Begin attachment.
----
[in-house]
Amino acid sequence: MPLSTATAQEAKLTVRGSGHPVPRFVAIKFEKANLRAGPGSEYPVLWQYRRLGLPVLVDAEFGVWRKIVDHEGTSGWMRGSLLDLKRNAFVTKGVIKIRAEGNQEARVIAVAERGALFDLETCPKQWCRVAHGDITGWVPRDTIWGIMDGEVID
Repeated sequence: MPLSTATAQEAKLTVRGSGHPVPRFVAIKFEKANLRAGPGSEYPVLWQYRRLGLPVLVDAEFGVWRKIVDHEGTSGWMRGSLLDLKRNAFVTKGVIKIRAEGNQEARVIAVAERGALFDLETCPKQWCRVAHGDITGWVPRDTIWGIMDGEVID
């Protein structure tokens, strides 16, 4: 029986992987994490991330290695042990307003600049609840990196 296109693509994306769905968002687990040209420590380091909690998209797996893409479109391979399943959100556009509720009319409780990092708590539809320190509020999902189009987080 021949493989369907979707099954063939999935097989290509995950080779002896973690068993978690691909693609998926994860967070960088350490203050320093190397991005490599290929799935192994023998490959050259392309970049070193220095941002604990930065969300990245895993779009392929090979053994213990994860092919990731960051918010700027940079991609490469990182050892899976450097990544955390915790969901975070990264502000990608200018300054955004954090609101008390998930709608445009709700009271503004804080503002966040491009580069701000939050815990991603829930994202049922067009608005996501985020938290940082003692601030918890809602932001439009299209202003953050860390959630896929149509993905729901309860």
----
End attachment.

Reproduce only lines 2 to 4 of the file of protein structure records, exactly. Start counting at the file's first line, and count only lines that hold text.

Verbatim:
Amino acid sequence: MPLSTATAQEAKLTVRGSGHPVPRFVAIKFEKANLRAGPGSEYPVLWQYRRLGLPVLVDAEFGVWRKIVDHEGTSGWMRGSLLDLKRNAFVTKGVIKIRAEGNQEARVIAVAERGALFDLETCPKQWCRVAHGDITGWVPRDTIWGIMDGEVID
Repeated sequence: MPLSTATAQEAKLTVRGSGHPVPRFVAIKFEKANLRAGPGSEYPVLWQYRRLGLPVLVDAEFGVWRKIVDHEGTSGWMRGSLLDLKRNAFVTKGVIKIRAEGNQEARVIAVAERGALFDLETCPKQWCRVAHGDITGWVPRDTIWGIMDGEVID
């Protein structure tokens, strides 16, 4: 029986992987994490991330290695042990307003600049609840990196 296109693509994306769905968002687990040209420590380091909690998209797996893409479109391979399943959100556009509720009319409780990092708590539809320190509020999902189009987080 021949493989369907979707099954063939999935097989290509995950080779002896973690068993978690691909693609998926994860967070960088350490203050320093190397991005490599290929799935192994023998490959050259392309970049070193220095941002604990930065969300990245895993779009392929090979053994213990994860092919990731960051918010700027940079991609490469990182050892899976450097990544955390915790969901975070990264502000990608200018300054955004954090609101008390998930709608445009709700009271503004804080503002966040491009580069701000939050815990991603829930994202049922067009608005996501985020938290940082003692601030918890809602932001439009299209202003953050860390959630896929149509993905729901309860």